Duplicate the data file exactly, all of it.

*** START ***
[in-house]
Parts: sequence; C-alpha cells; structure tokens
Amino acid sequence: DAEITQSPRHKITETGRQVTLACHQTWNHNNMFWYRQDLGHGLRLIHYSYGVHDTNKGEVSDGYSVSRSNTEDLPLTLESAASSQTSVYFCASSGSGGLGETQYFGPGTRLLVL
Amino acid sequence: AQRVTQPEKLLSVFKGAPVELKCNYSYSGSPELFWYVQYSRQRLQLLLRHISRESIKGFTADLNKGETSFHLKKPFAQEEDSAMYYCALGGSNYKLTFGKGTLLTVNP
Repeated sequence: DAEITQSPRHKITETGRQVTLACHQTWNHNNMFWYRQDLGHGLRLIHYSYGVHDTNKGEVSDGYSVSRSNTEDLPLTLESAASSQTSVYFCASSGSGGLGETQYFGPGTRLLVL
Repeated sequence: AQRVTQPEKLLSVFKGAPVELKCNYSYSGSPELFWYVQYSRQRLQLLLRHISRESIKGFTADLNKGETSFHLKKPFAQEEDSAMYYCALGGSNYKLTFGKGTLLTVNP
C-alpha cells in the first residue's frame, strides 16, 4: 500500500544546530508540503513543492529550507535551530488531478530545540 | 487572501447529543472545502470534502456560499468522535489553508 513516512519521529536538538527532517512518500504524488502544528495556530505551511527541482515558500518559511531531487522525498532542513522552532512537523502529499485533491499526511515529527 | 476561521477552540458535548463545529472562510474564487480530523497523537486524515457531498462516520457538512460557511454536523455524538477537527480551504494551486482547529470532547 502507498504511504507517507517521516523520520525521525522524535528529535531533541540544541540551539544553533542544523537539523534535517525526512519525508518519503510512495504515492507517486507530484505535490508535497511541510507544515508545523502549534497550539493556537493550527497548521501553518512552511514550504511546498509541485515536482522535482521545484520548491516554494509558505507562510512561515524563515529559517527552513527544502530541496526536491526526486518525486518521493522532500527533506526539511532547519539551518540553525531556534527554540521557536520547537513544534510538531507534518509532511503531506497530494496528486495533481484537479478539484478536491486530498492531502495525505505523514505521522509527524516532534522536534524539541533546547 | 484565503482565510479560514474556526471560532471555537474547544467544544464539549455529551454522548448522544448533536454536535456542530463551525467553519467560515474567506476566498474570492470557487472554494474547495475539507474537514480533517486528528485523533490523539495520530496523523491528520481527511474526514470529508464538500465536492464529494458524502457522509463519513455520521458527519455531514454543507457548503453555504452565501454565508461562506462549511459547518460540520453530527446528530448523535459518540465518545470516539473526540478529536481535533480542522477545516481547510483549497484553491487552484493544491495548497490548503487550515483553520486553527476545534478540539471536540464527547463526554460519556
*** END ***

[in-house]
Parts: sequence; C-alpha cells; structure tokens
Amino acid sequence: DAEITQSPRHKITETGRQVTLACHQTWNHNNMFWYRQDLGHGLRLIHYSYGVHDTNKGEVSDGYSVSRSNTEDLPLTLESAASSQTSVYFCASSGSGGLGETQYFGPGTRLLVL
Amino acid sequence: AQRVTQPEKLLSVFKGAPVELKCNYSYSGSPELFWYVQYSRQRLQLLLRHISRESIKGFTADLNKGETSFHLKKPFAQEEDSAMYYCALGGSNYKLTFGKGTLLTVNP
Repeated sequence: DAEITQSPRHKITETGRQVTLACHQTWNHNNMFWYRQDLGHGLRLIHYSYGVHDTNKGEVSDGYSVSRSNTEDLPLTLESAASSQTSVYFCASSGSGGLGETQYFGPGTRLLVL
Repeated sequence: AQRVTQPEKLLSVFKGAPVELKCNYSYSGSPELFWYVQYSRQRLQLLLRHISRESIKGFTADLNKGETSFHLKKPFAQEEDSAMYYCALGGSNYKLTFGKGTLLTVNP
C-alpha cells in the first residue's frame, strides 16, 4: 500500500544546530508540503513543492529550507535551530488531478530545540 | 487572501447529543472545502470534502456560499468522535489553508 513516512519521529536538538527532517512518500504524488502544528495556530505551511527541482515558500518559511531531487522525498532542513522552532512537523502529499485533491499526511515529527 | 476561521477552540458535548463545529472562510474564487480530523497523537486524515457531498462516520457538512460557511454536523455524538477537527480551504494551486482547529470532547 502507498504511504507517507517521516523520520525521525522524535528529535531533541540544541540551539544553533542544523537539523534535517525526512519525508518519503510512495504515492507517486507530484505535490508535497511541510507544515508545523502549534497550539493556537493550527497548521501553518512552511514550504511546498509541485515536482522535482521545484520548491516554494509558505507562510512561515524563515529559517527552513527544502530541496526536491526526486518525486518521493522532500527533506526539511532547519539551518540553525531556534527554540521557536520547537513544534510538531507534518509532511503531506497530494496528486495533481484537479478539484478536491486530498492531502495525505505523514505521522509527524516532534522536534524539541533546547 | 484565503482565510479560514474556526471560532471555537474547544467544544464539549455529551454522548448522544448533536454536535456542530463551525467553519467560515474567506476566498474570492470557487472554494474547495475539507474537514480533517486528528485523533490523539495520530496523523491528520481527511474526514470529508464538500465536492464529494458524502457522509463519513455520521458527519455531514454543507457548503453555504452565501454565508461562506462549511459547518460540520453530527446528530448523535459518540465518545470516539473526540478529536481535533480542522477545516481547510483549497484553491487552484493544491495548497490548503487550515483553520486553527476545534478540539471536540464527547463526554460519556